The relationship between perfectionism and stress is well-established. Recent research has focused on identifying the mediators of this link. Starting from a multidimensional perspective on perfectionism, we investigated the role of self-control and found it to be a mediator between perfectionism and stress in a sample of university freshmen. Further, perfectionistic concerns (i.e., discrepancy; Slaney et al. 2001) were positively correlated with stress, whereas perfectionistic strivings (i.e., high standards; Slaney et al. 2001) were negatively correlated with stress. Practical implications regarding overcoming maladaptive perfectionism are discussed.
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As one can argue that the approach to assessing mediation by Baron and Kenny (1986) is rather dated and has some shortcomings (e.g., it underestimates mediation effects, ignores measurement error etc.), we also analyzed our data again by utilizing a bootstrapping method (1,000 samples, confidence interval 95 %). These additional analyses supported our findings as they also revealed a negative and significant link between high standards and stress (β = −.22, t = 2.68, p < .01) and a significant positive link between discrepancy and stress (β = .38, t = 5.13, p < .001). When controlling for self-control, the link between high standards and stress was completely dissolved (β = −.14, t = 1.63, p = .10), whereas the positive link between discrepancy and stress was reduced but still remained significant (β = .32, t = 4.10, p < .001). Moreover, self-control was negatively related to stress (β = −.22, t = 2.73, p < .01) even when we controlled for high standards and discrepancy. As bootstrapping is especially useful for testing mediation effects in small samples, this additional analysis demonstrated that our results reported in the main manuscript were quite robust.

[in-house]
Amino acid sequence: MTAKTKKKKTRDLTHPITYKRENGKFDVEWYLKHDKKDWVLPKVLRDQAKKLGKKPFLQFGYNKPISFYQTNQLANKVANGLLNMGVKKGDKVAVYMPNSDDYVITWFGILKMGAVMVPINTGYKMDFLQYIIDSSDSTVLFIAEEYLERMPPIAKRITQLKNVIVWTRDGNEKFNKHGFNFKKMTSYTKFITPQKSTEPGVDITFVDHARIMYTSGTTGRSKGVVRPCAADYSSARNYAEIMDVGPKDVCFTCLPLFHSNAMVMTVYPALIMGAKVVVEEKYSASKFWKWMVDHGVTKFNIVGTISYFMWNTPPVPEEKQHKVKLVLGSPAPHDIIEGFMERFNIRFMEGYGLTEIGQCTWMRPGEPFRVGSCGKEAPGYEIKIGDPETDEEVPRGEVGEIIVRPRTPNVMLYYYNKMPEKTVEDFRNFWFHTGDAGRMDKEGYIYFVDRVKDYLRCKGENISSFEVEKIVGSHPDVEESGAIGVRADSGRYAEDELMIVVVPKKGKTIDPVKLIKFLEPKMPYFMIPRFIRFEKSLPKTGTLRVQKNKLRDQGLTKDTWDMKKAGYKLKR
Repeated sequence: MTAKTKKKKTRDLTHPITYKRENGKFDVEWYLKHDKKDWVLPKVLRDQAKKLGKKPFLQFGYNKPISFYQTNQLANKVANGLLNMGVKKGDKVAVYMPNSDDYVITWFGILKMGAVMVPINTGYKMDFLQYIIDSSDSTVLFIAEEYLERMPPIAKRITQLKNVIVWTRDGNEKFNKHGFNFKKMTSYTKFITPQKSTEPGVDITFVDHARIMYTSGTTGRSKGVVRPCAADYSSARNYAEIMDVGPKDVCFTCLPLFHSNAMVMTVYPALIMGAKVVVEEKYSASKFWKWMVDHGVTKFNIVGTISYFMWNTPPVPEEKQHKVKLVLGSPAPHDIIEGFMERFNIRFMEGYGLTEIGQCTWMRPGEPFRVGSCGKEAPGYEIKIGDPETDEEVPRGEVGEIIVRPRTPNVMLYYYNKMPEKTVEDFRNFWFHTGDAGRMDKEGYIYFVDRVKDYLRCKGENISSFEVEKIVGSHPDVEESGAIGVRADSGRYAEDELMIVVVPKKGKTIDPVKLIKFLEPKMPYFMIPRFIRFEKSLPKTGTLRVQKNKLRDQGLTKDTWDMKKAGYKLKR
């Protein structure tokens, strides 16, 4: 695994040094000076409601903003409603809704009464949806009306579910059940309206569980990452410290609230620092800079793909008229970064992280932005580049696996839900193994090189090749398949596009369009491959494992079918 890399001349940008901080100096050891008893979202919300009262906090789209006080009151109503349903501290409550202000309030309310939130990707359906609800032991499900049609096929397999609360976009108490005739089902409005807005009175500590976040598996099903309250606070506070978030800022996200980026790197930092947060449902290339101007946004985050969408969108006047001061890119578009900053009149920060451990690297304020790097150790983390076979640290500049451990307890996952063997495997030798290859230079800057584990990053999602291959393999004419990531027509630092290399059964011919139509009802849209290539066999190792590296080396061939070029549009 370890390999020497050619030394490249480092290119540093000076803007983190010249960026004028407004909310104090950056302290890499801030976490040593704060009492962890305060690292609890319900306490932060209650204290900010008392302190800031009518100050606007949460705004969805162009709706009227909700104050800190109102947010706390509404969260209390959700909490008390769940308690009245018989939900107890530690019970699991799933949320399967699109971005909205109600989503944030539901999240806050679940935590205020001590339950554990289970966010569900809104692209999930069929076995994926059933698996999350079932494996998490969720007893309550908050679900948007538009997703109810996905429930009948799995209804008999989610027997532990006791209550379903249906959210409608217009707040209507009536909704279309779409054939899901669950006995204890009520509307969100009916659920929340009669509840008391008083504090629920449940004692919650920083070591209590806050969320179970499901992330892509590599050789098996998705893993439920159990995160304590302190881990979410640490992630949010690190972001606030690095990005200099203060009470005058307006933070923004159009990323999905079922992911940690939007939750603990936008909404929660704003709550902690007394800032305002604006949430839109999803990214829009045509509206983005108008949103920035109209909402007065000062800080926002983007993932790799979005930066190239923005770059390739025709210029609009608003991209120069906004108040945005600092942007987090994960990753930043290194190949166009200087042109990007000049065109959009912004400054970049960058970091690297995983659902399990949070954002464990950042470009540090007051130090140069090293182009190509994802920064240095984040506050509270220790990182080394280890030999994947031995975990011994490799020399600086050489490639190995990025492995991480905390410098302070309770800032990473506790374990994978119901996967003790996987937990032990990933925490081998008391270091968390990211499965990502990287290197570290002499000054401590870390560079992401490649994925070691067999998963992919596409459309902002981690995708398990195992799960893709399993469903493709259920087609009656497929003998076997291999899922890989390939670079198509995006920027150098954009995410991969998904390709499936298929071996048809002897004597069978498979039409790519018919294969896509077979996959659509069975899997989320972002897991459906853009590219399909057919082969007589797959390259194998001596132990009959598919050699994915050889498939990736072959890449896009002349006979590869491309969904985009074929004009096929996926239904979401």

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Achtziger, A., Bayer, U.C. Self-control mediates the link between perfectionism and stress. Motiv Emot 37, 413–423 (2013). https://doi.org/10.1007/s11031-012-9321-6